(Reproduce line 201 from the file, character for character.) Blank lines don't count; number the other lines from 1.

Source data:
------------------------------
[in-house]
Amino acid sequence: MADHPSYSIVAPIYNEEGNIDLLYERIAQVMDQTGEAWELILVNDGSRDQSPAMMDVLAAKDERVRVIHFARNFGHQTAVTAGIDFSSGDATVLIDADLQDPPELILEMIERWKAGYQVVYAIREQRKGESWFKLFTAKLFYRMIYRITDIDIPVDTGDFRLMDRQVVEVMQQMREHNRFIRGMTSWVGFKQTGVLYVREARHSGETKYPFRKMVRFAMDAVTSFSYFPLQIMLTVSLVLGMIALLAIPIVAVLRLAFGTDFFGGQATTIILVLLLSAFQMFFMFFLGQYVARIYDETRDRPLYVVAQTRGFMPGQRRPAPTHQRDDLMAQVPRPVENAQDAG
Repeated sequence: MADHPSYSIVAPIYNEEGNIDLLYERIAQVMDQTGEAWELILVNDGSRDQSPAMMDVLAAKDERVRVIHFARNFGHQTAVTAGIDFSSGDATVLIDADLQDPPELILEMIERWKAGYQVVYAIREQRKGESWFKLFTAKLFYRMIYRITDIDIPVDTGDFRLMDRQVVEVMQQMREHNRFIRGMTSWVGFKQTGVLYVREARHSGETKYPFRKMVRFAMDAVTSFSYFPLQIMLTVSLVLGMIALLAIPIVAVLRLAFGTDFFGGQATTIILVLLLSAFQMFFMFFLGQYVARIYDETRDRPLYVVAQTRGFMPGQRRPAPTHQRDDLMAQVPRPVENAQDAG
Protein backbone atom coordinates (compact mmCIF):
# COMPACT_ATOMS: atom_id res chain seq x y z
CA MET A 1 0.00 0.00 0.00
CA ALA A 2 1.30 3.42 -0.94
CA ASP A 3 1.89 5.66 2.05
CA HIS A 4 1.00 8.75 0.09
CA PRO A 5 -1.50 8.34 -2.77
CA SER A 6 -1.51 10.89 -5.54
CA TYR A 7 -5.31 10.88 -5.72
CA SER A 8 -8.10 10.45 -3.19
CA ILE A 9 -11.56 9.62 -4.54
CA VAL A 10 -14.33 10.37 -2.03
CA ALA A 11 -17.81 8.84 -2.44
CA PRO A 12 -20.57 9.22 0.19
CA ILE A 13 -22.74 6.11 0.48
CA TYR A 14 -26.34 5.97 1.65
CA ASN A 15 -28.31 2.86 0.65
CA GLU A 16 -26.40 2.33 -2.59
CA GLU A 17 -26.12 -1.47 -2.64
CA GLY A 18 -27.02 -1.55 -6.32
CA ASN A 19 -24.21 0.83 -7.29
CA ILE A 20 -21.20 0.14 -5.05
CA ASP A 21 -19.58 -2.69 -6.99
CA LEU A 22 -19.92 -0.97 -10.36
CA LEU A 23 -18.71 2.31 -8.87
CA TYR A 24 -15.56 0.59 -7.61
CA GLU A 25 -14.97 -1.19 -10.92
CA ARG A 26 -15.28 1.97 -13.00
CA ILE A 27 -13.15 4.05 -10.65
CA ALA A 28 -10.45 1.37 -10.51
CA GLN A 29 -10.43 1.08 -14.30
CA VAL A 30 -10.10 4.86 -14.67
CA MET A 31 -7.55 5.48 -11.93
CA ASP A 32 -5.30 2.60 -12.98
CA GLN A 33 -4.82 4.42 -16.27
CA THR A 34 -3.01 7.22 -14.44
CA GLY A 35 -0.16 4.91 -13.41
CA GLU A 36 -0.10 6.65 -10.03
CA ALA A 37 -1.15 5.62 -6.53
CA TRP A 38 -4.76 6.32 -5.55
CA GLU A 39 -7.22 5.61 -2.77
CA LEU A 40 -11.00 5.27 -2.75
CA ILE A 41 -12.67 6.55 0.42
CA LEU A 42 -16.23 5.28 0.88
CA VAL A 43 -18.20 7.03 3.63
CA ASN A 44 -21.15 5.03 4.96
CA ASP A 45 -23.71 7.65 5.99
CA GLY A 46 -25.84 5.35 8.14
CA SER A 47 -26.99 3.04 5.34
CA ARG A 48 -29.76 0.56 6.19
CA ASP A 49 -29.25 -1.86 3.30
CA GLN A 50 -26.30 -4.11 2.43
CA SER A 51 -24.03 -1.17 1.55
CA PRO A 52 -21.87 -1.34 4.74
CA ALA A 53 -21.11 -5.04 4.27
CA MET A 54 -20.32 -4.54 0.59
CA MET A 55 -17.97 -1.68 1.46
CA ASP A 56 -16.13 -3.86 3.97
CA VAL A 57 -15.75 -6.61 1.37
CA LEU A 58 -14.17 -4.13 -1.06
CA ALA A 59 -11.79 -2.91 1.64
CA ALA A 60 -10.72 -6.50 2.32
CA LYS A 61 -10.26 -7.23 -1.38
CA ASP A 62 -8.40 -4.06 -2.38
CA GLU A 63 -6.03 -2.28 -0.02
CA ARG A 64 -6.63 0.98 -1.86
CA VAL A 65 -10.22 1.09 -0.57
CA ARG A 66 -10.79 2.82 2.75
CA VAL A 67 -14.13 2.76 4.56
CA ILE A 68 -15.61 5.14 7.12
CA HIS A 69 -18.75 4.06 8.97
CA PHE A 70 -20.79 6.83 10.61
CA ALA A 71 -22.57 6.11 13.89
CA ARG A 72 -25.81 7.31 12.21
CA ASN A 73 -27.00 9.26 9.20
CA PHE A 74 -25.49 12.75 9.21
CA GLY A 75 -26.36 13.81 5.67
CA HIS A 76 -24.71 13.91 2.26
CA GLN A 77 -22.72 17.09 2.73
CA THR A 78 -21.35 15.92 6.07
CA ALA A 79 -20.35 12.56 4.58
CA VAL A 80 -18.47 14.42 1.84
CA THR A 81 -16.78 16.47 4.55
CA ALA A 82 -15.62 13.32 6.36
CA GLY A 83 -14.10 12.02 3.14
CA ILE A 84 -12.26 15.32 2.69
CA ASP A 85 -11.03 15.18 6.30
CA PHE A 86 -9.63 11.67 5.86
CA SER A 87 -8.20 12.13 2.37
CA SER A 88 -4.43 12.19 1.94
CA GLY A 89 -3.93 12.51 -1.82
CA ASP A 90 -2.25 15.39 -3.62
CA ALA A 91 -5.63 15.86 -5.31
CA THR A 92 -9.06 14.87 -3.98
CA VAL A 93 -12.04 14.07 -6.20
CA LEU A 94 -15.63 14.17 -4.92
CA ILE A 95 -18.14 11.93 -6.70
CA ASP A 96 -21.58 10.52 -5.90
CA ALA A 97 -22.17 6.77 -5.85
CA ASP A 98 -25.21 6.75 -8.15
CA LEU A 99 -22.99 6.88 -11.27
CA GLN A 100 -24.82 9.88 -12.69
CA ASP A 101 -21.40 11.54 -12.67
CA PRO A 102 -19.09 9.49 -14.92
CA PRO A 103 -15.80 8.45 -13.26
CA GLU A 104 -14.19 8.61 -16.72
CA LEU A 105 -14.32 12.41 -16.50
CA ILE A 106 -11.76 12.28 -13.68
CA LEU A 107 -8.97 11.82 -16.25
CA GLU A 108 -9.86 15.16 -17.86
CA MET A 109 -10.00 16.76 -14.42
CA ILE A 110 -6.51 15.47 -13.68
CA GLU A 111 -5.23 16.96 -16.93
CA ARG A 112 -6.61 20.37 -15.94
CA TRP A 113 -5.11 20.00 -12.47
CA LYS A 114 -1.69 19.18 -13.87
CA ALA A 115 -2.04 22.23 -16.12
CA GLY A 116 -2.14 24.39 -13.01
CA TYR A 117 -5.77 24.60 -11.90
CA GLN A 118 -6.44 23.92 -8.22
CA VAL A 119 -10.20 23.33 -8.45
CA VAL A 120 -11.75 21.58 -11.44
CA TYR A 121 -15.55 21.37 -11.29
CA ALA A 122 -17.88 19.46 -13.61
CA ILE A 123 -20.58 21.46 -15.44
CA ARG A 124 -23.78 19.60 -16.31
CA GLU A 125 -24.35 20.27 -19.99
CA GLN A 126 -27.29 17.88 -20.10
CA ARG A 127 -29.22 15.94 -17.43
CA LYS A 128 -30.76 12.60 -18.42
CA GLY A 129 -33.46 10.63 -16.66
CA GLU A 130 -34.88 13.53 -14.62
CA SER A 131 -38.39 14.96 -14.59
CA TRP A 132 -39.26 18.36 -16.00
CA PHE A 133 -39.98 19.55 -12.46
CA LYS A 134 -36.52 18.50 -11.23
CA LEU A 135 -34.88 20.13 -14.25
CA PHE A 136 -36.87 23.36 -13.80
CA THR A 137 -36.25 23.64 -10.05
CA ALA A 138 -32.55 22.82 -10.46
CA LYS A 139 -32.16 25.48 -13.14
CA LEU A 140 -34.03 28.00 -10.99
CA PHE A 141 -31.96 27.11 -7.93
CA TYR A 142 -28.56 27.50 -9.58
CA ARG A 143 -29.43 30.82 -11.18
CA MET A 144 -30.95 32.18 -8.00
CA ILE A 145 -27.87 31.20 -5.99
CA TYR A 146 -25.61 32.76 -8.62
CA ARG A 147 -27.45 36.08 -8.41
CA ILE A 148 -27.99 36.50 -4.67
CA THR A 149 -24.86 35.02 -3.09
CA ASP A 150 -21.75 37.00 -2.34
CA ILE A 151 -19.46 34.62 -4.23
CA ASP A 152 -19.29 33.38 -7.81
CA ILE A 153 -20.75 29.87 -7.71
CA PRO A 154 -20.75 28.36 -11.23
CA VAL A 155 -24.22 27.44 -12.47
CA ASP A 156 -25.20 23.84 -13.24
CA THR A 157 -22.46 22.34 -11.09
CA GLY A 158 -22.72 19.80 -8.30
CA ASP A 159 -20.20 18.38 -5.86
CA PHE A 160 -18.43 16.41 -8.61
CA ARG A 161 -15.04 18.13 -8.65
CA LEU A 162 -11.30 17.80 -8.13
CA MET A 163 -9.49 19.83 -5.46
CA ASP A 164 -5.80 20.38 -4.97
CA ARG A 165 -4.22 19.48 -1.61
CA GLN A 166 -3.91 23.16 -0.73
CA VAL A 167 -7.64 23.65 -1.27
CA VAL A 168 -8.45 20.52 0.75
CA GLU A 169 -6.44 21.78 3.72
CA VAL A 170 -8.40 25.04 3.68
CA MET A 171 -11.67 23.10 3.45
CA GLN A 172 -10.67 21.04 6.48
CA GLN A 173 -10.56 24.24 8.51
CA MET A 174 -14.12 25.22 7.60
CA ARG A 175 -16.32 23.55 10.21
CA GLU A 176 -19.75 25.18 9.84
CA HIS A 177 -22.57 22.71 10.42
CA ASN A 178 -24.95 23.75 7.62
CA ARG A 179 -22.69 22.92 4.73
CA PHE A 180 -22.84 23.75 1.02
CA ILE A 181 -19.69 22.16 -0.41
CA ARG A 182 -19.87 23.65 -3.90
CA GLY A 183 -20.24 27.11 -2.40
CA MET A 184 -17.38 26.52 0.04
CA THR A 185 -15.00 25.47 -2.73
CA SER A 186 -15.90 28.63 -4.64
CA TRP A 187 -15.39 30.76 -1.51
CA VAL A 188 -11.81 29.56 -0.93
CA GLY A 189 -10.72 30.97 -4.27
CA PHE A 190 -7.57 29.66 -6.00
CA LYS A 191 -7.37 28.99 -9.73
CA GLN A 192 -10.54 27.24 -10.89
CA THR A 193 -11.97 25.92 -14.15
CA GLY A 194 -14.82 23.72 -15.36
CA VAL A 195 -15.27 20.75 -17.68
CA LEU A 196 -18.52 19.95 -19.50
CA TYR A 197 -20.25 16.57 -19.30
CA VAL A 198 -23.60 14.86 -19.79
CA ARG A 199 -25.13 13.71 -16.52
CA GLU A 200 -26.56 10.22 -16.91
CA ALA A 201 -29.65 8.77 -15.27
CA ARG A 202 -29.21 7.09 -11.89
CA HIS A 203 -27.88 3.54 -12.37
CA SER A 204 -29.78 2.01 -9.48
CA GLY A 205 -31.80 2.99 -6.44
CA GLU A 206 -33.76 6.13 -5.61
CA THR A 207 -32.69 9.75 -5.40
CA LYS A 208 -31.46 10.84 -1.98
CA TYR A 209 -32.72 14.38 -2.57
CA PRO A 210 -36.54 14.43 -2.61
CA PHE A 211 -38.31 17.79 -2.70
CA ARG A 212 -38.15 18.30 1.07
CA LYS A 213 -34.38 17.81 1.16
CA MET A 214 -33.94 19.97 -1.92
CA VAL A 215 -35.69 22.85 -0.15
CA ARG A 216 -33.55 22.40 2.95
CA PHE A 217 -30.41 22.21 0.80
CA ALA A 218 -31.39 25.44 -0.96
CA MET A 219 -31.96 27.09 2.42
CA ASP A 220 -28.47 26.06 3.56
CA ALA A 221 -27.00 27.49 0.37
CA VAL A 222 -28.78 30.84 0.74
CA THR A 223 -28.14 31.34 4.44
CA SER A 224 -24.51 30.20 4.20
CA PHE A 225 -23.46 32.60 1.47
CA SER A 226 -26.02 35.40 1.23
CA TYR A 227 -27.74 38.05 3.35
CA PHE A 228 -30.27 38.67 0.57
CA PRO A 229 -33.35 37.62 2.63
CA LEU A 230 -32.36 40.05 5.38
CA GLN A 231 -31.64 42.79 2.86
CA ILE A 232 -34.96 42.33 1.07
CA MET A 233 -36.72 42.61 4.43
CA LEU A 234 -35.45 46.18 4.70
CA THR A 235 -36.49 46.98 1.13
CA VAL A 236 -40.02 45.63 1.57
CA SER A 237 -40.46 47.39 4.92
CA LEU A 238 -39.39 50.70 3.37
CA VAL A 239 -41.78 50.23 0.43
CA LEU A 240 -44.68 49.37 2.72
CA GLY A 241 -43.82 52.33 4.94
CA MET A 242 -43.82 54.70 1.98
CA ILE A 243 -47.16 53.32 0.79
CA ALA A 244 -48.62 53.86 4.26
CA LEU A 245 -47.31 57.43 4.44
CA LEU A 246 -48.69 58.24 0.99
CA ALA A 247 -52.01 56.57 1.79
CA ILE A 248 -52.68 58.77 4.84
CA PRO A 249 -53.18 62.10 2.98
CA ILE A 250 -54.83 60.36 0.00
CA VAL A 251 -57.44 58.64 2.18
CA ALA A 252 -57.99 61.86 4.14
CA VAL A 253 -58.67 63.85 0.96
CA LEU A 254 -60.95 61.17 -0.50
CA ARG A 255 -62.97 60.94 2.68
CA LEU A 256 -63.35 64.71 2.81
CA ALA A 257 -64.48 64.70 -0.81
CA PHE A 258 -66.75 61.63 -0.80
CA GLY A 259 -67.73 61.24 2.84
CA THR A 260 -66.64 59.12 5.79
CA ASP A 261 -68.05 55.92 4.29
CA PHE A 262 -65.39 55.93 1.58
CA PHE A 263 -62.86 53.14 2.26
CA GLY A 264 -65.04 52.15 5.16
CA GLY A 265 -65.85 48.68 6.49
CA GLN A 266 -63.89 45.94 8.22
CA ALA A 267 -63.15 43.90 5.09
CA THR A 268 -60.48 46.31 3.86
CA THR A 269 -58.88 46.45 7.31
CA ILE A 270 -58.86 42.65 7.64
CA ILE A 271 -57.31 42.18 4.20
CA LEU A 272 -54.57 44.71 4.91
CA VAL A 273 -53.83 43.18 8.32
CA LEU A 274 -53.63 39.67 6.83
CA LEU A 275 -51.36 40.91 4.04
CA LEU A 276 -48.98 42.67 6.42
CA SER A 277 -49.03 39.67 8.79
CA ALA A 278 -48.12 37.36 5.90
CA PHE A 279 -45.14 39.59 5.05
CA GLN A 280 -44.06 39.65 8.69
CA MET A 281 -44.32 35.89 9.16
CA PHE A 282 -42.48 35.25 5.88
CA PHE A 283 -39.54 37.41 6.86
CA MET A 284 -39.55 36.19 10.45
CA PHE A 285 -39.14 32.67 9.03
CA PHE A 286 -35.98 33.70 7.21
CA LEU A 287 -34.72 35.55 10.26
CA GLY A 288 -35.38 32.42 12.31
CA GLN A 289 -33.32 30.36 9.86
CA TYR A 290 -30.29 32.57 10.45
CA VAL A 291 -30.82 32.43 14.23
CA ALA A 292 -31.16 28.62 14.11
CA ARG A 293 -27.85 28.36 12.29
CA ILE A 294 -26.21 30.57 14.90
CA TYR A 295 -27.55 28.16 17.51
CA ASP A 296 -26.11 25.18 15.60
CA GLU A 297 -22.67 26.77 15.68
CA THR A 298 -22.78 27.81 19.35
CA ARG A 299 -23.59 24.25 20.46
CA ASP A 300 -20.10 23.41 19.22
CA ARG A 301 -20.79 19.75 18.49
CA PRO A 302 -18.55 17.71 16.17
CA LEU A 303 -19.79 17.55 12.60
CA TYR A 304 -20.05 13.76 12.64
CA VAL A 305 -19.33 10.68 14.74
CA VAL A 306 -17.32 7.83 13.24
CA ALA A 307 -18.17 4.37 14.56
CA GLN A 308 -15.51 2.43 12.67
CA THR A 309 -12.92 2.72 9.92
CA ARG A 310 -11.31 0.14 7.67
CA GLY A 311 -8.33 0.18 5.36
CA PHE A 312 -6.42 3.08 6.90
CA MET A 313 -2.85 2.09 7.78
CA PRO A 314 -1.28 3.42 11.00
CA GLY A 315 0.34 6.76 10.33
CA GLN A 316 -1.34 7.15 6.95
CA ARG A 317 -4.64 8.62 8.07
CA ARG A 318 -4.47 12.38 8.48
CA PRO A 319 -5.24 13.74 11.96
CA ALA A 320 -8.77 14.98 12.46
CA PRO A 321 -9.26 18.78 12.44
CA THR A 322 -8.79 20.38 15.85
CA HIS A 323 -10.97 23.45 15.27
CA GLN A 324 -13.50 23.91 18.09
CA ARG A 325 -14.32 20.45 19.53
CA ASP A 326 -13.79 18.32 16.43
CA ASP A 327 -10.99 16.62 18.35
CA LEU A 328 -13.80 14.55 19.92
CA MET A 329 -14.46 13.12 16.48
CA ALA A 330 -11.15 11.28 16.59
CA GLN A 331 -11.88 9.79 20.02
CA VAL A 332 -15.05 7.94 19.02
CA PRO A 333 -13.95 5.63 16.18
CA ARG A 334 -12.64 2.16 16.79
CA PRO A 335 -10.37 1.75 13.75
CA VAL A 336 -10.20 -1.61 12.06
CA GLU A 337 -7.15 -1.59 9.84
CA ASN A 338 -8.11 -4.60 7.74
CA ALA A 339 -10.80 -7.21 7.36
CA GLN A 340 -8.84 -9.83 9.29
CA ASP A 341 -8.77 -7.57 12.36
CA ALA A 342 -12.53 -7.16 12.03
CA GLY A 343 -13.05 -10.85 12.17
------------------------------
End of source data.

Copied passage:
CA LEU A 196 -18.52 19.95 -19.50